Thursday, January 21, 2010

Carlos Zafon "The Shadow of the Wind"

I took The Shadow of the Wind out of the library about a month ago, before Nook. In an effort to contain costs associated with effortless instantaneous wireless book buying, I have imposed all sorts of artificial restrictions on myself. If I finish off that romance novel I never finished, I can buy a new nook romance. If I finish this library book I can pop for a $9.99 best seller on nook, etc. The games we play.

Anyway, this book was highly recommended by The Book Smugglers, as well as others so I was excited to be able to read it. It is, as everyone says, beautiful lyric prose that sweeps you into a world of betrayal and love. That said, I had a hard time with the lack of fleshed out characters. Fermin, the young protagonist's side kick is by far the most developed character, his extemporaneous discourses on the female form and on religious practices and institutions are wonderful and kept the book moving. But Daniel was such an observer of the story, you never felt him as a strong character. Even Julian, the mysterious author never inhabits the story in a meaningful way. This book was for me, the ultimate in telling, not showing. Arguably its some of the most beautifully elaborate telling you'll come across but in the end the whole thing dragged.

Let's talk about the women characters for a moment. First, Daniel's mother dies when he is young, leaving his father shrouded in sadness and distance. Then young Daniel falls in love with an older beautiful blind girl. This can't help but end badly but the author decides to have Daniel come upon her in bed with her lover, leaving her as acted upon, not an actor (by addressing his crush with him, etc.) Julian falls in love with Penelope at first sight, they are inexorably drawn to each other, she's no character at all except as an object of love for her governess, her father and then for Julian. Nuria Monfort gets involved in the story when she falls in love with Julian through his books. When she meets Daniel she is physically mesmerizing to him, lies to him, and while she is the most real women character, she gets stabbed brutally for her trouble supporting all these men throughout the story. Finally Daniel ends up with another woman, the love of his life and while I give the author credit for putting her in college, the only independent action she takes is to run away from her father, then she waits for Daniel to find her and rescue her (I really would not have depended on this guy; let's just say his spy skills are not impressive.)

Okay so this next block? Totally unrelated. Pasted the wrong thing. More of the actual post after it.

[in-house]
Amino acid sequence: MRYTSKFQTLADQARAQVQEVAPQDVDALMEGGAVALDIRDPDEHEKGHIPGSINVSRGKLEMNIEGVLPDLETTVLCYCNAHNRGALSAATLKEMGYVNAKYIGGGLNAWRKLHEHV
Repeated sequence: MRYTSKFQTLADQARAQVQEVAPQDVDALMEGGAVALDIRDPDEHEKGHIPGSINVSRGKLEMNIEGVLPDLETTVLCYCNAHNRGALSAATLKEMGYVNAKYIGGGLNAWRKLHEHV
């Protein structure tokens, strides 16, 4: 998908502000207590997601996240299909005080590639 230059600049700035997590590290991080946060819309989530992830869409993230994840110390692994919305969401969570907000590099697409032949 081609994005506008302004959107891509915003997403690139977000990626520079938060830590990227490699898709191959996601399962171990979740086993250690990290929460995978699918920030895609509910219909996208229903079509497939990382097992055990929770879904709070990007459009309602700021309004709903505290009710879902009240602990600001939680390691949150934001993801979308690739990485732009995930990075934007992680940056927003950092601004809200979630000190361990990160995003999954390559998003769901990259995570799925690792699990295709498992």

The language of this book, translated from the Spanish, is intricate and amazing, but it didn't make up for the lack of true characters and the plodding length of the book. I'm glad I read it because I think it makes for an interesting discussion and the trope of stories within stories was enjoyable but I will probably be buying two books on my nook as reward because my effort on this one was great. :)

Historical Gothic Novel 2004: 2.5 of 5 eyelid-less eyes. (How would you sleep?)


Anonymous said...
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Marg said...

Reading preferences are a funny thing. I just posted how much I agree with you about Sherry Thomas, and yet here I am going to say I am opposite side of the spectrum. I absolutely loved this book. Loved the twists and turns, loved the gothickness, loved Barcelona as setting, to the point that I am too scared to read his latest book in case it doesn't live upto my expectations.

Anonymous said...

And I thought I was the only one who found it dragging!